VIENNA, Austria, SEPT. 5, 2003 (Zenit.org).- The Holy See appealed to the international community to adopt and implement the Comprehensive Nuclear Test Ban Treaty, as a condition to promote a new culture of life.
The appeal was presented by Monsignor Pietro Parolin, undersecretary of the Section for Relations with States of the Vatican Secretariat of State, when he addressed the 3rd Conference on Facilitating the Entry into Force of the Comprehensive Nuclear Test Ban Treaty.
“The implementation of a system of comprehensive and complete disarmament, capable of fostering a climate of trust, cooperation and respect between all states, would be an indispensable aspect of a practical realization of a culture of life and peace,” the Vatican aide said.
“A so-called peace based on nuclear weapons cannot be the type of peace we seek for the 21st century,” he said.
The Holy See ratified the treaty in July 2001 “to advance the promotion of a culture of peace based upon the primacy of law and of respect for human life,” the monsignor explained.
“The Holy See wishes to express its profound conviction that the time is ripe for the nations of the world to put a definitive end to all nuclear weapons testing,” he stated. He restated the Holy See’s “appeal to all those states that have not yet signed or ratified the treaty to do so as soon as possible.”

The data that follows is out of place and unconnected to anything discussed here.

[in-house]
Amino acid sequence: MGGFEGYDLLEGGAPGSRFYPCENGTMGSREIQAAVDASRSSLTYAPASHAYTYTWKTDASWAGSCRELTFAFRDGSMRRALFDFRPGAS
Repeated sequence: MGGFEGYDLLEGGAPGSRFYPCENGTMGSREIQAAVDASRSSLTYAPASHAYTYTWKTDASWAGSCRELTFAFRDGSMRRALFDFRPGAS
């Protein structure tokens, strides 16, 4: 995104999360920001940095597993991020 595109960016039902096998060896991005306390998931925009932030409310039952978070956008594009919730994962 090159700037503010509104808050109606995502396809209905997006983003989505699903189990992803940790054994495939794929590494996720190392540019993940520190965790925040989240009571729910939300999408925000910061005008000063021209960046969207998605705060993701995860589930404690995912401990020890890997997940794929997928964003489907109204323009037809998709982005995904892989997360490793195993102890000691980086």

“Any accumulated delay inevitably increases the risk that nuclear testing will resume and nonproliferation be much harder to sustain,” Monsignor Parolin said.
“Global security will be guaranteed through global cooperation within the framework of an authentically multilateral system. However, in order to be effective, multilateralism requires the responsible, honest and coherent cooperation of all the members of the community of nations,” he explained.
“The present state of the nonproliferation regime and of nuclear disarmament indicates that many still believe in the use of force and rely on nuclear weapons,” he added. “This means, unfortunately, that the force and the primacy of law, as well as trust in others and the will to dialogue, have not yet become priorities.”
Lastly, the Holy See underlined “the fundamental importance of law as a guarantee of international relations aimed at fostering peace between nations,” the Vatican aide said.
“Unless it manages to equip itself with truly effective institutions to avert the scourge of war, there is a risk that the law of force will prevail over the force of law,” he said. “The only way forward is to resort to law and institutions capable both of assuring that law is respected, so that conflicts may be avoided without recourse to weapons, and of effectively addressing the causes of potential hostilities.”
Holy See wants to avoid engagement “in a new arms race which, as in a chain reaction, will encourage [the pursuit of] the nuclear option with the risk of nuclear weapons falling into irresponsible hands. The CTBT invites all of us to have the courage of ambition, to finally free this world of the threat of nuclear weapons. Why should this not be possible?” he asked.
Seven years after the approval of the text by the U.N. General Assembly, 12 countries have yet to ratify it, including the United States and China. Their approval is needed for the treaty to take effect, L’Osservatore Romano noted.